By day two I was in HDU (high dependency unit), where some tubes were removed, though not the one in my neck. Tal had warned me about the removal of the chest drains and they were a bit painful. Some air was left in my chest cavity during the removal of the drains,  and I was checked daily by X-ray to ensure that the volume of air reduced, which it did.

Early on the Wednesday morning (day 3) I had an episode of arrhythmia (increased heart rate in my case) which is a common occurrence following any type of heart surgery. I had to have a 24 hour drip of a strong drug called amiodarone, followed by a six-week tablet course of the same medication, to which I had some horrible side effects. Despite this, I was up and walking with the physiotherapist the same afternoon (even with the drip) and walking on my own that evening.

The drip was removed on Thursday morning (day 4) and by the afternoon I had been moved to a normal ward (I would have been moved the previous day, but there was no bed available). The most wonderful thing about this was the shower I was allowed to have and I could put on my own clothes. I continued to walk (slowly) along the corridors and started to use the stairs too.

Every morning following the operation, between 6 and 7 am, Professor Pepper visited me and we had a relaxed, friendly chat. It was a sign of how human and kind he is: I felt like I was a person, not just a patient. I asked him on Thursday if it was possible to leave Friday afternoon (next day), as the boys were not happy and I felt that I was ready, to which he agreed, provided nothing changed medically and I had an echocardiogram (echo) before I left. The latter was ordered for Thursday afternoon, but was subsequently cancelled, and when Professor Pepper learned of this the following morning he went down to the echo department to ‘sort it out’ himself. I had the echo at 09:30 am, my package of medication by 1:30 pm and was in a taxi on the way to Paddington by 3 pm.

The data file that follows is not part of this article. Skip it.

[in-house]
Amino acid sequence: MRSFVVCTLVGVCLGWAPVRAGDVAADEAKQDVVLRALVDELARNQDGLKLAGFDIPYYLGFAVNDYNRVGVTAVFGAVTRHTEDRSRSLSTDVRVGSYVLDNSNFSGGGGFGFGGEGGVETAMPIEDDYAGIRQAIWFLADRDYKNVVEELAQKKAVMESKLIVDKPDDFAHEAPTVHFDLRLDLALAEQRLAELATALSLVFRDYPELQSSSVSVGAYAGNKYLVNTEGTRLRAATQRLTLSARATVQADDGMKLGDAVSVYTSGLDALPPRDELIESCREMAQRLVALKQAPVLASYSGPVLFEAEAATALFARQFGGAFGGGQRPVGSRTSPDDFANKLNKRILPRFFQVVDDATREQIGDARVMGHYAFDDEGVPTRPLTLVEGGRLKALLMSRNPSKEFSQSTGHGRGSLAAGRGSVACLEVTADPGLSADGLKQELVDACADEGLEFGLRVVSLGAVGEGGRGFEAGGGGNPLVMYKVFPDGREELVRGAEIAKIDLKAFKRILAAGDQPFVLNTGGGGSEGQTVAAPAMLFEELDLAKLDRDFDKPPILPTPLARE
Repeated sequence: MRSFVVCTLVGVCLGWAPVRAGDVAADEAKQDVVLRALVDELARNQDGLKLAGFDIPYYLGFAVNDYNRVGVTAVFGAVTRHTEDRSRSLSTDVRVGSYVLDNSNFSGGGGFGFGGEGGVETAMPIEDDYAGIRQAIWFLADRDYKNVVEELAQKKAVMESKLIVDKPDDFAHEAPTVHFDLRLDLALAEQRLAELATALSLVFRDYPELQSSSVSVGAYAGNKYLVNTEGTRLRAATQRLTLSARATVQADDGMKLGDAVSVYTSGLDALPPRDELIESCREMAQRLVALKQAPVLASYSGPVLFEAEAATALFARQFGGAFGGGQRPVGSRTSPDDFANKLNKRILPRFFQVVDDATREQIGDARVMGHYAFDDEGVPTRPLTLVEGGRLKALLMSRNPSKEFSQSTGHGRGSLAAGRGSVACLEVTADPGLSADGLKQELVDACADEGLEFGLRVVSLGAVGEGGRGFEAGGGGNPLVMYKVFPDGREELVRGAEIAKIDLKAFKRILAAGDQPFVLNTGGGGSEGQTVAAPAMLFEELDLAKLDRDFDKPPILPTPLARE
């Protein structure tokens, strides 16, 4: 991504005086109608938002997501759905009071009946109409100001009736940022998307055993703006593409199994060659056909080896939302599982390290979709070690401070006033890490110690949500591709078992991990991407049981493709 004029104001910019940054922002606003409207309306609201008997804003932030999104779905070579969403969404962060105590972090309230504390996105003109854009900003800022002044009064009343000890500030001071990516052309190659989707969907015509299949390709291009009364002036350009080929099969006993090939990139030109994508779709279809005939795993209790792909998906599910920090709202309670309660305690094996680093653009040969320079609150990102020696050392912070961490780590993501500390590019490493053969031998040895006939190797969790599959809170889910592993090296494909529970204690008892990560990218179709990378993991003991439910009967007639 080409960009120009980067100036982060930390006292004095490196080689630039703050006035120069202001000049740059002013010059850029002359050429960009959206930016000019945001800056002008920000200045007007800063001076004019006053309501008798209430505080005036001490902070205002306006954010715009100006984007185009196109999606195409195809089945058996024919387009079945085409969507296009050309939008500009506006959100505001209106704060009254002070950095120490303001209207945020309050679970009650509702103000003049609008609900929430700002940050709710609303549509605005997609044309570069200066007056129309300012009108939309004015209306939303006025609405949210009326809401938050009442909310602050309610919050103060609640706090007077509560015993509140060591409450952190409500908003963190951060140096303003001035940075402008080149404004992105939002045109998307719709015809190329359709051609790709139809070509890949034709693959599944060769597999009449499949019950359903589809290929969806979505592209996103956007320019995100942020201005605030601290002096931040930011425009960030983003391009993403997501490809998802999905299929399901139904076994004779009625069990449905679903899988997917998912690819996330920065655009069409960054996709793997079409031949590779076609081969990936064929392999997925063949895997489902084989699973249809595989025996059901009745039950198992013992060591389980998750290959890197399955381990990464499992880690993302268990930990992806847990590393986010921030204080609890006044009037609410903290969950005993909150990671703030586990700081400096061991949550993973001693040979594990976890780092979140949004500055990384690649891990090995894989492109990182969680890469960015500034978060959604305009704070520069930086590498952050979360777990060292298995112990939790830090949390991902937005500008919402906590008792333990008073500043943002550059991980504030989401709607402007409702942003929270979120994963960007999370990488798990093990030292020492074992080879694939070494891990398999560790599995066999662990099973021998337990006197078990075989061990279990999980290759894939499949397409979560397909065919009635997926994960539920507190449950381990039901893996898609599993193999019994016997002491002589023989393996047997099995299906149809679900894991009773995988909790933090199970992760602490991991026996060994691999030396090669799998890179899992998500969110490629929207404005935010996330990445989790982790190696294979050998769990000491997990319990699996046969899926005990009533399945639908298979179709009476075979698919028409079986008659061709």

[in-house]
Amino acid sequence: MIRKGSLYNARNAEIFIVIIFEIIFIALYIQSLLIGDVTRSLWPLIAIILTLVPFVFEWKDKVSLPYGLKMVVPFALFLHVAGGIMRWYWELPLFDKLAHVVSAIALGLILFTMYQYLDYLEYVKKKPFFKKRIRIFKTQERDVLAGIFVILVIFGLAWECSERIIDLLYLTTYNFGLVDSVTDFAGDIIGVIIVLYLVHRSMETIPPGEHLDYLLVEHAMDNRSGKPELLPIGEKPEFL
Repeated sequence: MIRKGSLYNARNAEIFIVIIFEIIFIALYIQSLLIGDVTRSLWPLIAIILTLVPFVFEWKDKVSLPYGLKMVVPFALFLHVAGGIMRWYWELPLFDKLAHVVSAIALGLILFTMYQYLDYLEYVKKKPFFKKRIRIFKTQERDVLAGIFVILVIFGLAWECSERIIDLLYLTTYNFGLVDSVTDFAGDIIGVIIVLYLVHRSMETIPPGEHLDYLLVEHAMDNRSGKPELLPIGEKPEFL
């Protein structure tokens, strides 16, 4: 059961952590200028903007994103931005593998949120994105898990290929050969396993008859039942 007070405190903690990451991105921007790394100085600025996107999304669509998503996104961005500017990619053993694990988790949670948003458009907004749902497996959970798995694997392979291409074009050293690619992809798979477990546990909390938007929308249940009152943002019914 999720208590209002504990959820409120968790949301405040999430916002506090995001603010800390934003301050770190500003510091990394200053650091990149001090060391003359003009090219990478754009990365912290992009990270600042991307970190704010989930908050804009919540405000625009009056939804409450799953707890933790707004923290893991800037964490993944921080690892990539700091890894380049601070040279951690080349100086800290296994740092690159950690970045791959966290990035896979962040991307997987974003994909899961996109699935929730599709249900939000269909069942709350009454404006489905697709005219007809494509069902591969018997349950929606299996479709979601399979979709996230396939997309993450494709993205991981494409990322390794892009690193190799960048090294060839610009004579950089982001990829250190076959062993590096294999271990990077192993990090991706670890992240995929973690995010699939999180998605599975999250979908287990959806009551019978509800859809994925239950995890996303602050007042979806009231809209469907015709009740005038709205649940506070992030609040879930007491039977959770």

My recovery at home was better than expected, being fit before the operation was probably the main reason. However, I am a very bad patient and was trying to do things very soon after I was home. Once I could drive again after 6 weeks, things started to feel more normal, although I couldn’t lift heavy items and found the hoover difficult to use.

When all medical factors are equal and it’s a straight choice between the Davids/Bentall method or PEARS, there really isn’t any choice: the former requires hours more on the operating table, a lot of sewing and healing afterwards, heart and lung bypass, more pain and drugs and a longer recovery. The PEARS method has less of these worries, is shorter, less invasive and recovery should be shorter. Unfortunately, you can’t avoid going in through the chest wall, but the small size of the scar amazes everyone who sees it, it is so neat.

This isn’t to be taken lightly, but if you have reached this stage, then you haven’t got a choice: you have to have something done and the PEARS method just seems like the common sense option to me. You have got to check all the facts of both methods and talking to someone who has had the operation helps enormously and I am willing to talk to anyone who faces this choice in the future. It is early days yet, but I made the right decision.

Year of operation: 2010